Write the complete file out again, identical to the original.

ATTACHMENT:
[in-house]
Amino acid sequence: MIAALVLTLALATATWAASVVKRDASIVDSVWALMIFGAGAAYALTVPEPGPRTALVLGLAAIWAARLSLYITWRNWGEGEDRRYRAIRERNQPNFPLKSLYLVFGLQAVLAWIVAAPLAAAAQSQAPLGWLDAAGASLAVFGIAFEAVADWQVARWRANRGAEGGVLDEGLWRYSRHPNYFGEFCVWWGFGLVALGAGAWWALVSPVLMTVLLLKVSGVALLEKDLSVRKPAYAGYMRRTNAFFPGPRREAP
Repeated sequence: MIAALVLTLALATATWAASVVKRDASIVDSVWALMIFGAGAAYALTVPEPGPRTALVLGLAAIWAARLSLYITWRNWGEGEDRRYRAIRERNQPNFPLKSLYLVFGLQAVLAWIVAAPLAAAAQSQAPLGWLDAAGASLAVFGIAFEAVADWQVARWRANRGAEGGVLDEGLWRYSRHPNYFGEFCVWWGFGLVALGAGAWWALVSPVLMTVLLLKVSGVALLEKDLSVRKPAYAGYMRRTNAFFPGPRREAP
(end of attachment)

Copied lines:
[in-house]
Amino acid sequence: MIAALVLTLALATATWAASVVKRDASIVDSVWALMIFGAGAAYALTVPEPGPRTALVLGLAAIWAARLSLYITWRNWGEGEDRRYRAIRERNQPNFPLKSLYLVFGLQAVLAWIVAAPLAAAAQSQAPLGWLDAAGASLAVFGIAFEAVADWQVARWRANRGAEGGVLDEGLWRYSRHPNYFGEFCVWWGFGLVALGAGAWWALVSPVLMTVLLLKVSGVALLEKDLSVRKPAYAGYMRRTNAFFPGPRREAP
Repeated sequence: MIAALVLTLALATATWAASVVKRDASIVDSVWALMIFGAGAAYALTVPEPGPRTALVLGLAAIWAARLSLYITWRNWGEGEDRRYRAIRERNQPNFPLKSLYLVFGLQAVLAWIVAAPLAAAAQSQAPLGWLDAAGASLAVFGIAFEAVADWQVARWRANRGAEGGVLDEGLWRYSRHPNYFGEFCVWWGFGLVALGAGAWWALVSPVLMTVLLLKVSGVALLEKDLSVRKPAYAGYMRRTNAFFPGPRREAP